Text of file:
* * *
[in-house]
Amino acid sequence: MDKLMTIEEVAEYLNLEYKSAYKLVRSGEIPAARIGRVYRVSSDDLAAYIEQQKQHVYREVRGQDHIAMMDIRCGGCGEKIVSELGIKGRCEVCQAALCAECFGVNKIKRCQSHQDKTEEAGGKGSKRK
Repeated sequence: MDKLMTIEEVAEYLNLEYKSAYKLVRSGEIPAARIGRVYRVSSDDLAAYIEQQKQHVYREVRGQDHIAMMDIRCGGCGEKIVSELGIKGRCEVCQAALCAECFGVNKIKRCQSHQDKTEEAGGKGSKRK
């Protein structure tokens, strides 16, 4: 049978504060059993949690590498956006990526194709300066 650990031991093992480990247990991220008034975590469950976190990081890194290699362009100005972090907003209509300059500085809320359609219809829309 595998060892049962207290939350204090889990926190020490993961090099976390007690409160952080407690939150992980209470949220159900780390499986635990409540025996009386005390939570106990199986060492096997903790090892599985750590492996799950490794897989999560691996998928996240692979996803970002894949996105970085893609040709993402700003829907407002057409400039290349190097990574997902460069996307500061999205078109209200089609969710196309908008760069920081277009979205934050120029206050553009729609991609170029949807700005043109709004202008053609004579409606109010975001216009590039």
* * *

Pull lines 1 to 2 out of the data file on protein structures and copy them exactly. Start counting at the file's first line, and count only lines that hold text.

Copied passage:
[in-house]
Amino acid sequence: MDKLMTIEEVAEYLNLEYKSAYKLVRSGEIPAARIGRVYRVSSDDLAAYIEQQKQHVYREVRGQDHIAMMDIRCGGCGEKIVSELGIKGRCEVCQAALCAECFGVNKIKRCQSHQDKTEEAGGKGSKRK